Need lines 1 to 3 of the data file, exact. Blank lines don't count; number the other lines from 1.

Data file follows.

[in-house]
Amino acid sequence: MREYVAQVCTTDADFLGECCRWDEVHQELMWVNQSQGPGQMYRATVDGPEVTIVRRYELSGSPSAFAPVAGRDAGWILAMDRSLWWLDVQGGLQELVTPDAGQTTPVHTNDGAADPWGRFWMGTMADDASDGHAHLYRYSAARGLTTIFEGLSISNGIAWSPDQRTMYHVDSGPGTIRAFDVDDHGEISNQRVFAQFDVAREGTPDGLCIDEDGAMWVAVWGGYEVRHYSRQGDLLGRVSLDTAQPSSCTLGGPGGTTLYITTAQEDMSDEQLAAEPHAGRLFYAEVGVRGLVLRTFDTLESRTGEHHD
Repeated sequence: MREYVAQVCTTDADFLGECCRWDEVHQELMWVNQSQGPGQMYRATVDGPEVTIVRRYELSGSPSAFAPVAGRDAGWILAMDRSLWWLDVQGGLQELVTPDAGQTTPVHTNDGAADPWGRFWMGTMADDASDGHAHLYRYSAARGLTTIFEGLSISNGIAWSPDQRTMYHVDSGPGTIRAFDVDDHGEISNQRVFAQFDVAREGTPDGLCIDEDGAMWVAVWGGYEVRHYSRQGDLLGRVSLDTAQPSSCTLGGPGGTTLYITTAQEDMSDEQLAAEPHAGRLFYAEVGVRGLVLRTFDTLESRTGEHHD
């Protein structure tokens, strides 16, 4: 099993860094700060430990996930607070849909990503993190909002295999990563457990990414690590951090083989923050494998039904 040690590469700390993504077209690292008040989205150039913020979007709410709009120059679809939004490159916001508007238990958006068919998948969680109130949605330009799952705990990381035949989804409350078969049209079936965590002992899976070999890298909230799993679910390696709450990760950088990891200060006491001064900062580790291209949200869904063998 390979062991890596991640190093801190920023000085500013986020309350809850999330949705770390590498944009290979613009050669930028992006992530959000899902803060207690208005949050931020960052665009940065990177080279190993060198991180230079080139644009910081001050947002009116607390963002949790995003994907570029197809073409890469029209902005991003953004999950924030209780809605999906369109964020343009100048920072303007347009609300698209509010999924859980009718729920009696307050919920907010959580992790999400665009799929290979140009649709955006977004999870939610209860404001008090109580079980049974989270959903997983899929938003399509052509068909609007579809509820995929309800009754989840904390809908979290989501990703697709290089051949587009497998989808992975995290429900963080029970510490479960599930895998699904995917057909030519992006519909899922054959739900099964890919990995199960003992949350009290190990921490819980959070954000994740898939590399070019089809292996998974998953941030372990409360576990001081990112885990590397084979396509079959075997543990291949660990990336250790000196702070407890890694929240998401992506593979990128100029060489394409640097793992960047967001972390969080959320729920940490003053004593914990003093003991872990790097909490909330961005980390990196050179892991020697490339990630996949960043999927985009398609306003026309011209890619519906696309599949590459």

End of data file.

[in-house]
Amino acid sequence: MREYVAQVCTTDADFLGECCRWDEVHQELMWVNQSQGPGQMYRATVDGPEVTIVRRYELSGSPSAFAPVAGRDAGWILAMDRSLWWLDVQGGLQELVTPDAGQTTPVHTNDGAADPWGRFWMGTMADDASDGHAHLYRYSAARGLTTIFEGLSISNGIAWSPDQRTMYHVDSGPGTIRAFDVDDHGEISNQRVFAQFDVAREGTPDGLCIDEDGAMWVAVWGGYEVRHYSRQGDLLGRVSLDTAQPSSCTLGGPGGTTLYITTAQEDMSDEQLAAEPHAGRLFYAEVGVRGLVLRTFDTLESRTGEHHD
Repeated sequence: MREYVAQVCTTDADFLGECCRWDEVHQELMWVNQSQGPGQMYRATVDGPEVTIVRRYELSGSPSAFAPVAGRDAGWILAMDRSLWWLDVQGGLQELVTPDAGQTTPVHTNDGAADPWGRFWMGTMADDASDGHAHLYRYSAARGLTTIFEGLSISNGIAWSPDQRTMYHVDSGPGTIRAFDVDDHGEISNQRVFAQFDVAREGTPDGLCIDEDGAMWVAVWGGYEVRHYSRQGDLLGRVSLDTAQPSSCTLGGPGGTTLYITTAQEDMSDEQLAAEPHAGRLFYAEVGVRGLVLRTFDTLESRTGEHHD